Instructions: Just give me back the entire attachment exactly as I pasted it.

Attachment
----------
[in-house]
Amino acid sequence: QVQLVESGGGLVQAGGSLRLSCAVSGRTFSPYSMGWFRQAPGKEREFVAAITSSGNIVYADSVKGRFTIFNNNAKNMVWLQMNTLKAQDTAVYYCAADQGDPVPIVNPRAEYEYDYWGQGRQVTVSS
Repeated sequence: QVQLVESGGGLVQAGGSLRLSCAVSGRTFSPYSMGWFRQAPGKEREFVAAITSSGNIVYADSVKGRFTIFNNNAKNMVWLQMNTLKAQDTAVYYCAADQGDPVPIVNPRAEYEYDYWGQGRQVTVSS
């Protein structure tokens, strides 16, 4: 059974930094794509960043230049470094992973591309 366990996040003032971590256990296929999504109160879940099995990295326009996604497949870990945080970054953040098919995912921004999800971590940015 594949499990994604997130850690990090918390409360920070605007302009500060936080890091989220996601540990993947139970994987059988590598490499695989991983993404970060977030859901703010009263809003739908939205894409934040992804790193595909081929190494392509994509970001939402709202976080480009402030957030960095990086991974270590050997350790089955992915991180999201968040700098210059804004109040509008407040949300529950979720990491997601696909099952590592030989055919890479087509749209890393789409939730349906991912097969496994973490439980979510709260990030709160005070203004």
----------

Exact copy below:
[in-house]
Amino acid sequence: QVQLVESGGGLVQAGGSLRLSCAVSGRTFSPYSMGWFRQAPGKEREFVAAITSSGNIVYADSVKGRFTIFNNNAKNMVWLQMNTLKAQDTAVYYCAADQGDPVPIVNPRAEYEYDYWGQGRQVTVSS
Repeated sequence: QVQLVESGGGLVQAGGSLRLSCAVSGRTFSPYSMGWFRQAPGKEREFVAAITSSGNIVYADSVKGRFTIFNNNAKNMVWLQMNTLKAQDTAVYYCAADQGDPVPIVNPRAEYEYDYWGQGRQVTVSS
């Protein structure tokens, strides 16, 4: 059974930094794509960043230049470094992973591309 366990996040003032971590256990296929999504109160879940099995990295326009996604497949870990945080970054953040098919995912921004999800971590940015 594949499990994604997130850690990090918390409360920070605007302009500060936080890091989220996601540990993947139970994987059988590598490499695989991983993404970060977030859901703010009263809003739908939205894409934040992804790193595909081929190494392509994509970001939402709202976080480009402030957030960095990086991974270590050997350790089955992915991180999201968040700098210059804004109040509008407040949300529950979720990491997601696909099952590592030989055919890479087509749209890393789409939730349906991912097969496994973490439980979510709260990030709160005070203004």